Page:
The lowdown on some very interesting facts about birth control that you need to know of.

A sexually active couple that is trying to avoid pregnancy would probably have searched Google a dozen times to understand what birth control is and how it works. Yet every time you read about it, a new question pops into your head – how effective are birth control pills? Does missing a period always mean pregnancy?

Approximately 45% of all pregnancies worldwide are unintended pregnancies. So, if you don’t want to join the bandwagon and be unintentionally hooked to the horrors of parenting or abortion, you need to know some stuff.

Here are 10 facts everyone taking birth control must know:

Younger women lag behind older women in using contraception

According to CDC, contraceptive use increased with age, from 38.7% among women aged 15–19 to 74.8% among women aged 40–49.

Surprisingly younger women are less likely to use contraception than older women even though they are more impacted by unwanted pregnancy which is concerning.

Taking birth control pills is one of the most preferred birth control methods among women as they are three times safer than condoms. Moreover, it can be easily terminated if a couple decides to get pregnant.

It is possible to even delay or prevent your period with extended or continuous use of any combined oestrogen-progestin birth control pill. Your doctor would be the best person to recommend the best pill schedule for your period delay.

What’s more, these pills are easily available in online pharmacies and can also ease PMS, difficult periods and acne according to Linda Rice, a certified nurse-midwife at Boston Medical Centre.

The increase in the use of IUD has tripled in recent years

An intrauterine device or IUD is a T-shaped object that can be inserted into your uterus by a doctor. It can be copper-based or hormone-based.

In developing countries, 14.5% of women of reproductive age use IUD to prevent pregnancy, while in the developed world, this percentage rose from 2.4% to 7.6% in the last few years. IUDs are great for long-term birth control and are 99% effective. However, they may carry a small risk of uterine infection.

Female sterilization, aka tying up the tubes, is used by 24% of women of reproductive age worldwide according to a United Nations report. This contraceptive method can permanently prevent pregnancy by blocking the fallopian tubes such that sperms cannot fertilize the eggs. It is the equivalent of vasectomy in men and requires surgery.

Hormonal patches and rings are easier to adhere to than pills

Vaginal rings and patches also contain a combination of oestrogen and progestin and match up to birth control pills’ effectiveness. While the former has to be worn inside the vagina and needs to be replaced once a month, the latter can be worn on your stomach, buttocks, or back and must be changed once a week. This makes them easy to adhere to than birth control pills that need to be taken at the same time every day.

You can take a chill pill if you missed a period on the pill

When women take birth control pills correctly and consistently each day, sometimes it is normal to miss a period. It is because the uterine wall becomes so thin over time that you don’t have anything to bleed from. However, neither is this permanent nor dangerous as once you stop the pill, the uterine wall start thickening again and you start getting periods normally again.

Missed periods after taking the pill incorrectly should be followed by a pregnancy test to eliminate any doubt.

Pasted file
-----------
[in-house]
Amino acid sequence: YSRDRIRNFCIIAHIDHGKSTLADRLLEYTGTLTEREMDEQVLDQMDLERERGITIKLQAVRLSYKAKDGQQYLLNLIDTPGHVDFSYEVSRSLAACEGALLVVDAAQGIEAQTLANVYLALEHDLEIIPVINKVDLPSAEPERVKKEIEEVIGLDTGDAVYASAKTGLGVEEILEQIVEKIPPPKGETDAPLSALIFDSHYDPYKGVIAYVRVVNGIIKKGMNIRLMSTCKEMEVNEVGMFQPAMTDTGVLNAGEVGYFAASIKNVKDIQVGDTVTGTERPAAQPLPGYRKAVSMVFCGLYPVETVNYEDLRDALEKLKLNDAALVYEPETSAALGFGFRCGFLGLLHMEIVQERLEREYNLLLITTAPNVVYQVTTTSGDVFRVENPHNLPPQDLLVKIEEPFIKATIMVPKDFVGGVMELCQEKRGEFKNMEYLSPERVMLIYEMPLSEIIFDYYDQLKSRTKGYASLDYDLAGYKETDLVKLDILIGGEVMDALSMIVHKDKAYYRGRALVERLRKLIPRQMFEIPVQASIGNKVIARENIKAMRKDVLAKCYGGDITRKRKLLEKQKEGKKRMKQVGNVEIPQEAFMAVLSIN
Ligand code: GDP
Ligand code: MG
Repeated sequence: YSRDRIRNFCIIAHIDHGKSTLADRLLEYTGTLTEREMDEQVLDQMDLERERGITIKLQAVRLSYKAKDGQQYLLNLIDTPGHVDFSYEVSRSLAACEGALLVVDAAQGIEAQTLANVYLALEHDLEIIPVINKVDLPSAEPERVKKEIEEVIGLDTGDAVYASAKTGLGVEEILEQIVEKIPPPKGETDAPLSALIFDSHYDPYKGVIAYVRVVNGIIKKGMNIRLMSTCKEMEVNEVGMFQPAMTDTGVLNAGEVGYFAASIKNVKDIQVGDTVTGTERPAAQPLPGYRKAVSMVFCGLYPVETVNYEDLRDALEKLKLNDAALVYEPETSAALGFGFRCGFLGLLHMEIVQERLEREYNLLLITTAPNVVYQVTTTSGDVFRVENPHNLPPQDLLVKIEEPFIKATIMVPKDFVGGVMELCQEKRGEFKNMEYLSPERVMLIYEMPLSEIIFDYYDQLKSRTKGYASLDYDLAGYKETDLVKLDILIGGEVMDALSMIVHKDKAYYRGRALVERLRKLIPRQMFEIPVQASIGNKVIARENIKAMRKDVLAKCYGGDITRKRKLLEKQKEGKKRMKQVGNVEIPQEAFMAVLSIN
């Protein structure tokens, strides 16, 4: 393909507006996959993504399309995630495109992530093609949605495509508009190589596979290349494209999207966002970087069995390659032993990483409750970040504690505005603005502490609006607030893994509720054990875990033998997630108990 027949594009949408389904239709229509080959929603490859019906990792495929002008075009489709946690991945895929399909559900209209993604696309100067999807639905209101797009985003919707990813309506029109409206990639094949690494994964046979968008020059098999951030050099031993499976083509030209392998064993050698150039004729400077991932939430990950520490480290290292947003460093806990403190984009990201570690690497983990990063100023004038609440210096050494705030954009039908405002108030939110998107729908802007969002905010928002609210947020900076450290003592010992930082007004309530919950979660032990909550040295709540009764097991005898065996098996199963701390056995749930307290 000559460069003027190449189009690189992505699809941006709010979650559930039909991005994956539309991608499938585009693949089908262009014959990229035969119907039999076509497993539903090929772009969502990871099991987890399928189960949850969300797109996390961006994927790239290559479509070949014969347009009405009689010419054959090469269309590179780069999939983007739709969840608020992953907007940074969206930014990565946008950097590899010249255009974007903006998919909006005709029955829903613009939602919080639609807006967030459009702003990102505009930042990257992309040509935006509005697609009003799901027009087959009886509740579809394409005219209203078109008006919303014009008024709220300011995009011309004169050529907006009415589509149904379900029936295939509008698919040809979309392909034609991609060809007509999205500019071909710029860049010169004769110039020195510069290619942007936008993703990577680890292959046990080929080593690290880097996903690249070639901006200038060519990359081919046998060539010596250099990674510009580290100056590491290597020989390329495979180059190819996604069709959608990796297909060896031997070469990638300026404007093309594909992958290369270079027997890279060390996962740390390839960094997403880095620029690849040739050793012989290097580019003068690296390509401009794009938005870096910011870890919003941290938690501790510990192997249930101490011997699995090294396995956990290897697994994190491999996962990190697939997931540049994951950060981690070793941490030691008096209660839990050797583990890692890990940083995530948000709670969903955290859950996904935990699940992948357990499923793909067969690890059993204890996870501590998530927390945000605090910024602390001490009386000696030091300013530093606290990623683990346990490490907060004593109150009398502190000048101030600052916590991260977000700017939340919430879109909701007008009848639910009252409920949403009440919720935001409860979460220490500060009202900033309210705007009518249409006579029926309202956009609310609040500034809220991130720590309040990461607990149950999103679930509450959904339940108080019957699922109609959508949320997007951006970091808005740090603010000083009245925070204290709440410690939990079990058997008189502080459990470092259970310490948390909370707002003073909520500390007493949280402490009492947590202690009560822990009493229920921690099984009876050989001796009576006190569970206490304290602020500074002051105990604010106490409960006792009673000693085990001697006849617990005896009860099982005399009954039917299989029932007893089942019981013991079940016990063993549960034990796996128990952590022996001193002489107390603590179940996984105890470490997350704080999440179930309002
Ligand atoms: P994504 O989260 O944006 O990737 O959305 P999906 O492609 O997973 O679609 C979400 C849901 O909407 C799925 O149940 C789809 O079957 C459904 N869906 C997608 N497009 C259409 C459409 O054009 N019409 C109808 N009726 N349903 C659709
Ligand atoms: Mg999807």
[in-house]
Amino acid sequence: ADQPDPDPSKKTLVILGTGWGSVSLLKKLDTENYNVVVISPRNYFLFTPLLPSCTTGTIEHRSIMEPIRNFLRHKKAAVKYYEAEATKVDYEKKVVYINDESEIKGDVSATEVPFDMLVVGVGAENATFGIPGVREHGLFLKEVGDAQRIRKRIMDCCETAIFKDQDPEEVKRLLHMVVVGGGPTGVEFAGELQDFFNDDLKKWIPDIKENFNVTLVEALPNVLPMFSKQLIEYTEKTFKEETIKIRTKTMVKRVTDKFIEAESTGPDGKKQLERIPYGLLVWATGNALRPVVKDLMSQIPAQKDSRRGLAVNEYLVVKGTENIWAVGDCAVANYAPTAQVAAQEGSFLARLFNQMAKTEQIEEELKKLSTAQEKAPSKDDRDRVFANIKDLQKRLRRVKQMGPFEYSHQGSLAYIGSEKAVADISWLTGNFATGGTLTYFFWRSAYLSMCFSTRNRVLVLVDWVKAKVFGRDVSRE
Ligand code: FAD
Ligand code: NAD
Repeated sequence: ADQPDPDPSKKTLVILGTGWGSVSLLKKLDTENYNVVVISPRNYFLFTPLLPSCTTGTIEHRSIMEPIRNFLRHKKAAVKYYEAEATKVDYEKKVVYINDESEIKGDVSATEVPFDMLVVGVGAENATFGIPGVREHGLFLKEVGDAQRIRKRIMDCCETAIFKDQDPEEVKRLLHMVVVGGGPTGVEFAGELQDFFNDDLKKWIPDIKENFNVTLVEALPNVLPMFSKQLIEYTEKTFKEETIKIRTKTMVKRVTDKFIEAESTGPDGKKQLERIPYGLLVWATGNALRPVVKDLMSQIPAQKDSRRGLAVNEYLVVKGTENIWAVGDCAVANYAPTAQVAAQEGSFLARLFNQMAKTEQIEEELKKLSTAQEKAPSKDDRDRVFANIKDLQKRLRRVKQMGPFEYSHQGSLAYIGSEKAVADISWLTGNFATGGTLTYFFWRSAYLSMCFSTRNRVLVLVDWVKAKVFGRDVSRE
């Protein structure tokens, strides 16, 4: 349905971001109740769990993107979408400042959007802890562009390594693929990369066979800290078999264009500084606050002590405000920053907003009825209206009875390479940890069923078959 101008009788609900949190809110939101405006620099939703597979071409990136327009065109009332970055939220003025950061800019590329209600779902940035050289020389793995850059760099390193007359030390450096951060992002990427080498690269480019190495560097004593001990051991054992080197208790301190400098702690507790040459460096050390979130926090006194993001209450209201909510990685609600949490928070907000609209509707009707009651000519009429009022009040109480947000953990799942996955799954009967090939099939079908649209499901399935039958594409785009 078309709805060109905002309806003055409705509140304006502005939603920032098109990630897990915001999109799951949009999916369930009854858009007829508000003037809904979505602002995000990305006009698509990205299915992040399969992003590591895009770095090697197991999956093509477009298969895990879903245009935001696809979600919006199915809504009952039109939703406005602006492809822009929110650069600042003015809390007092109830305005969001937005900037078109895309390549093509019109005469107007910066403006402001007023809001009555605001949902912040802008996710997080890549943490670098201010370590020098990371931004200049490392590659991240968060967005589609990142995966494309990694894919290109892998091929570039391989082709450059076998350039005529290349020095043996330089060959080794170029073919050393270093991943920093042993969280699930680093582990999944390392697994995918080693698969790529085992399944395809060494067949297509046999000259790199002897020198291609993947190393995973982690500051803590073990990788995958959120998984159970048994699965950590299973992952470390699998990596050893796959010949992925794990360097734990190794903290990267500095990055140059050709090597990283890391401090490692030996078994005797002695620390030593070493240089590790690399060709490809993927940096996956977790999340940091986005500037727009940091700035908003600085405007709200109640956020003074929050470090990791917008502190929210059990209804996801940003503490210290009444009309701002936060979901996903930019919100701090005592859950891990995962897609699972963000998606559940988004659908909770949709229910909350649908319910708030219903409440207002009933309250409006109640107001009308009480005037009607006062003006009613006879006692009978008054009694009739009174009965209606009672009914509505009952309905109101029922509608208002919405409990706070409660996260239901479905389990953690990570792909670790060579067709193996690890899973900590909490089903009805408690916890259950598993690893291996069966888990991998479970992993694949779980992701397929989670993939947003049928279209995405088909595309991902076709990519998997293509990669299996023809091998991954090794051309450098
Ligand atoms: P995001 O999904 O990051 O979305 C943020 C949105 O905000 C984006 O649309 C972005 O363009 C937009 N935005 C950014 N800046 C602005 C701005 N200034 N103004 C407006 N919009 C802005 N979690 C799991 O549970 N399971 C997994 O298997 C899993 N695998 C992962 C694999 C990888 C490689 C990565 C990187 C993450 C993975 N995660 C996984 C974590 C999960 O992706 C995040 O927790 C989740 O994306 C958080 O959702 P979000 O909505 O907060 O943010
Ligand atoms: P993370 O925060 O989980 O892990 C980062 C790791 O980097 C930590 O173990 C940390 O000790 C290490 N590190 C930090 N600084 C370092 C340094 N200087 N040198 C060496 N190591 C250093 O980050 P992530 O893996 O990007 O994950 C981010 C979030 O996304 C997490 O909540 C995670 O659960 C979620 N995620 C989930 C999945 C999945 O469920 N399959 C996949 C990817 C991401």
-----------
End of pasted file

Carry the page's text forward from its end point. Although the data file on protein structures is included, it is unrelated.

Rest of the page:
Birth control pills work through two different mechanisms

How do birth control pills work? One is by the use of a single hormone – progestin. The other is by using a combination of two hormones – progestin and oestrogen. Both of them prevent ovulation and thicken the cervical mucus. This makes it difficult for sperms to travel inside and make contact with an egg if the ovulation is already in progress.

Sadly, lots of women take birth control pills inaccurately

Birth control pills are supposed to be 99% effective but only if taken at the same time every day. Sadly, in reality, they have a 6-9% failure rate as women find it difficult to adhere to, especially if they are leading a busy life.

There is only a sparse relation between hormonal birth control and antibiotics

According to research studies, the only antibiotic that has been proven to affect the working of birth control pills, rings, or patches is Rifampin which is used to treat tuberculosis and other bacterial infections. It does so by decreasing the hormone levels of the pill in your body. Hence, it is always better to use a backup birth control method when consuming antibiotics to be on the safer side.

The week 4 “sugar pills” might have active ingredients

The first 3 weeks of the pill packet are for preventing pregnancy while the week 4 pills are usually inactive. However, it turns out that the week 4 pills might have some active ingredients to either enhance the active pills’ efficiency or to aid women’s health. For example, they may contain low-dose oestrogen to reduce the chances of breakthrough bleeding or iron, folic acid, etc. to strengthen your system. Hence, it is advisable to not skip the week 4 pills.

Before you set your mind on any particular contraception method, it is important to have an honest medical consultation with a specialist to find out which form of birth control would work best for your body and your needs.

Krishma Patel is the co-founder and the Superintendent Pharmacist at MedsNow – UK online pharmacy. She is passionate about showcasing the integral function community pharmacies can play in supporting the healthcare system and the NHS by providing patients with high quality, safe and discreet access to healthcare at their convenience. Krishma is also the Director and the Superintendent Pharmacist of Enimed Ltd.

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